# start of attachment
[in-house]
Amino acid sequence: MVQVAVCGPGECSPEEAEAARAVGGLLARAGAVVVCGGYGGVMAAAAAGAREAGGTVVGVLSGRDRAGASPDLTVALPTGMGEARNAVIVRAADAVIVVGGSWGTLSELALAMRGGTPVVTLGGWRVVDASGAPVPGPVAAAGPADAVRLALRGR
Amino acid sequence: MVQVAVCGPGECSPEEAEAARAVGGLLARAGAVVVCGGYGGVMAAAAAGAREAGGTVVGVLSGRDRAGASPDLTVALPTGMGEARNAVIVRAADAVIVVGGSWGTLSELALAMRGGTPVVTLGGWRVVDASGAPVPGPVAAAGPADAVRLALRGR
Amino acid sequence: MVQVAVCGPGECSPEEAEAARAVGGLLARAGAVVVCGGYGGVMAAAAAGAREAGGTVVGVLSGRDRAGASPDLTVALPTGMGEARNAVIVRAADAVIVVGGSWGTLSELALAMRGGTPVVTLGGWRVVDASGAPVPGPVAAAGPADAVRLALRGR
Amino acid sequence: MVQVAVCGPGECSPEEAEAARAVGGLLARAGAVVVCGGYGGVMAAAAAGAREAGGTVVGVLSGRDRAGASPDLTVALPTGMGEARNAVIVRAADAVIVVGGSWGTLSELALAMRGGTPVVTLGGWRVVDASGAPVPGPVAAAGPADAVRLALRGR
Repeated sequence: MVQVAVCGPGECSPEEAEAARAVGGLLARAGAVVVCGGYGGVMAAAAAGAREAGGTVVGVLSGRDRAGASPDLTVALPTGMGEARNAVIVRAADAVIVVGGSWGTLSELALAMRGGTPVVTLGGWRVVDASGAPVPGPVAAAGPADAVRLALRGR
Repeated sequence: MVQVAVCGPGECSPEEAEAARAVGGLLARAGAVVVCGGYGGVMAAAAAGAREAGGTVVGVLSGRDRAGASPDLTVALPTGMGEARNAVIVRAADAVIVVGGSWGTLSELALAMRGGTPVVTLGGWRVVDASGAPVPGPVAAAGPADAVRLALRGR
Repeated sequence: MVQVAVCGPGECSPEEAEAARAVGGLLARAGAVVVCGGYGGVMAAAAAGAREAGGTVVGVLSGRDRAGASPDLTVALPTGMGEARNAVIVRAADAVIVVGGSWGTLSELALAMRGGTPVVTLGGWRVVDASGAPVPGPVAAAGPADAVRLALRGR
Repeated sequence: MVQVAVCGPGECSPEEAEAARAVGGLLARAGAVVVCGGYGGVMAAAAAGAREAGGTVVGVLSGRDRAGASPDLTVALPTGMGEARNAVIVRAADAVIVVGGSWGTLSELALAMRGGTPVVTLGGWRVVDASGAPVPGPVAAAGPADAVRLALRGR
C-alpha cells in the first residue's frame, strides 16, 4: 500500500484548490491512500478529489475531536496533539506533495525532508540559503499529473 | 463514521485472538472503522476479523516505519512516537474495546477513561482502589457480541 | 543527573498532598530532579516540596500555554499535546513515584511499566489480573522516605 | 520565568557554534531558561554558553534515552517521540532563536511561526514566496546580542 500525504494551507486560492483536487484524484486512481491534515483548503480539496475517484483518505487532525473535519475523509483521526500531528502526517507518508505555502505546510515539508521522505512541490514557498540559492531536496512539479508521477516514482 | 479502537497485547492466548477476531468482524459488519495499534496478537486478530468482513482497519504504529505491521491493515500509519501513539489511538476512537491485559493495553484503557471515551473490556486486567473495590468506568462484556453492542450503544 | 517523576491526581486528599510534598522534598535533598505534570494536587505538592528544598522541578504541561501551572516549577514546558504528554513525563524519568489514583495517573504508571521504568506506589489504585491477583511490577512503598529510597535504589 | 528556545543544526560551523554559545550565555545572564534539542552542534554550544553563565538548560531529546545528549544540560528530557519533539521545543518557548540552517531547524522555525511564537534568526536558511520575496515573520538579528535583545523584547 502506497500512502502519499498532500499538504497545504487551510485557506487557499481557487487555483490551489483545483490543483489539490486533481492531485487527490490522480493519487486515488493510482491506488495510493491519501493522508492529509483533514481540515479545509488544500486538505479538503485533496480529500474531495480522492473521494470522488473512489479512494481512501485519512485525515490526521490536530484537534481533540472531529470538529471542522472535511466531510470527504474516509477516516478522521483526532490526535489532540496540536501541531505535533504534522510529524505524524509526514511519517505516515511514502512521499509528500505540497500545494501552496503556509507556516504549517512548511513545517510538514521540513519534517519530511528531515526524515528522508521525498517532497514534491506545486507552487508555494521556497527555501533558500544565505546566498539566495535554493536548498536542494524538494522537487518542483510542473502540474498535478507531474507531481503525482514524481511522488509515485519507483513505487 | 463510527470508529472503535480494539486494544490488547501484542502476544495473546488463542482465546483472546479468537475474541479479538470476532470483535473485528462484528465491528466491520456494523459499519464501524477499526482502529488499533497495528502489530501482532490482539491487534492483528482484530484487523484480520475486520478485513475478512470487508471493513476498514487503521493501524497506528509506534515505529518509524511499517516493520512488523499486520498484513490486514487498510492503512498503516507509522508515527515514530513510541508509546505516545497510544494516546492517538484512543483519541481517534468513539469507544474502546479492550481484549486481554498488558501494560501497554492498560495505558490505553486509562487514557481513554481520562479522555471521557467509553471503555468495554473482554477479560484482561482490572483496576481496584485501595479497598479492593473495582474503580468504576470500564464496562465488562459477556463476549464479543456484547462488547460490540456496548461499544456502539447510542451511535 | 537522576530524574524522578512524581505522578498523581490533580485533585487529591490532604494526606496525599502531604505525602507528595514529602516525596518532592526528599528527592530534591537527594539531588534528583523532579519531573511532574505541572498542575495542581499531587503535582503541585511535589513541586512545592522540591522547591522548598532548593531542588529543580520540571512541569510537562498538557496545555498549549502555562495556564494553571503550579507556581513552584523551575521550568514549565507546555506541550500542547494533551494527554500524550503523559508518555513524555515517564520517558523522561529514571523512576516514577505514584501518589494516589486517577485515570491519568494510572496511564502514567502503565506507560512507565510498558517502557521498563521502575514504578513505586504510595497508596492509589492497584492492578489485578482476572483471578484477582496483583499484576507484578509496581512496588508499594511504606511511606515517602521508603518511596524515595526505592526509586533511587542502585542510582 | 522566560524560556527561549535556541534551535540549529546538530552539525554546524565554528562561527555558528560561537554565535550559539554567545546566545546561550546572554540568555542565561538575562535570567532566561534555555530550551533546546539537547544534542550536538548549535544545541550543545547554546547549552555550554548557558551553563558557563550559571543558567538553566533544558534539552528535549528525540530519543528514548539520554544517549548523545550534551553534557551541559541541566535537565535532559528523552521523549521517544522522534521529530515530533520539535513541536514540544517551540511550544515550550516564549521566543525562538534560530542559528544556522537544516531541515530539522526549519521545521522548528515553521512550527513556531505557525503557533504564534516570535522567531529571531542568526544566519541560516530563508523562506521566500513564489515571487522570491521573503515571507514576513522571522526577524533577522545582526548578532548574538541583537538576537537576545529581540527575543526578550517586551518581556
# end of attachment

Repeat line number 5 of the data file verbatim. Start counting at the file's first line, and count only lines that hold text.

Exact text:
Amino acid sequence: MVQVAVCGPGECSPEEAEAARAVGGLLARAGAVVVCGGYGGVMAAAAAGAREAGGTVVGVLSGRDRAGASPDLTVALPTGMGEARNAVIVRAADAVIVVGGSWGTLSELALAMRGGTPVVTLGGWRVVDASGAPVPGPVAAAGPADAVRLALRGR